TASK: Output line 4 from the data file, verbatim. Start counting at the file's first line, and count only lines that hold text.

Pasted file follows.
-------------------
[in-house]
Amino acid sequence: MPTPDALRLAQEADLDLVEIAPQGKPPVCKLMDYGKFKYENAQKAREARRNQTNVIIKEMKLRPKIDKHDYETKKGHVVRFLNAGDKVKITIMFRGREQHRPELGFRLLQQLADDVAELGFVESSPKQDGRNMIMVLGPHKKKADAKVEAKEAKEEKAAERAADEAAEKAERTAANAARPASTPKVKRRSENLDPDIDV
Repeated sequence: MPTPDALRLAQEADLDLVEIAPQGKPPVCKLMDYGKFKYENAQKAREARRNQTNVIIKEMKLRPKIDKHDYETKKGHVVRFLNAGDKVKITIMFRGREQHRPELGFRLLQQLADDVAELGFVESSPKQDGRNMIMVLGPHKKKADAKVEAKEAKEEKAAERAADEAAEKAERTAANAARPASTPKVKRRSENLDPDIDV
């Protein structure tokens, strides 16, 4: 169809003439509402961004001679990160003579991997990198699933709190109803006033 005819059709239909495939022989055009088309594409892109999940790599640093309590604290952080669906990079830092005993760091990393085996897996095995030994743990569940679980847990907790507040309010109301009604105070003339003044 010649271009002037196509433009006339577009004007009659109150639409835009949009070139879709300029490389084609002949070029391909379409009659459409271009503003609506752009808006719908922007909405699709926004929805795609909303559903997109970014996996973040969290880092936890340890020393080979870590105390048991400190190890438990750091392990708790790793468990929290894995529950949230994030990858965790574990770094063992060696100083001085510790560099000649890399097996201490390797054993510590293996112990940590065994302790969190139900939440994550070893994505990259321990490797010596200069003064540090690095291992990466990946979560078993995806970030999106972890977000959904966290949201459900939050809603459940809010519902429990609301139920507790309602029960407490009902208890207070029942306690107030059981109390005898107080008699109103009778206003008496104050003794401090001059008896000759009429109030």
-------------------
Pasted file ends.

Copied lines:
């Protein structure tokens, strides 16, 4: 169809003439509402961004001679990160003579991997990198699933709190109803006033 005819059709239909495939022989055009088309594409892109999940790599640093309590604290952080669906990079830092005993760091990393085996897996095995030994743990569940679980847990907790507040309010109301009604105070003339003044 010649271009002037196509433009006339577009004007009659109150639409835009949009070139879709300029490389084609002949070029391909379409009659459409271009503003609506752009808006719908922007909405699709926004929805795609909303559903997109970014996996973040969290880092936890340890020393080979870590105390048991400190190890438990750091392990708790790793468990929290894995529950949230994030990858965790574990770094063992060696100083001085510790560099000649890399097996201490390797054993510590293996112990940590065994302790969190139900939440994550070893994505990259321990490797010596200069003064540090690095291992990466990946979560078993995806970030999106972890977000959904966290949201459900939050809603459940809010519902429990609301139920507790309602029960407490009902208890207070029942306690107030059981109390005898107080008699109103009778206003008496104050003794401090001059008896000759009429109030």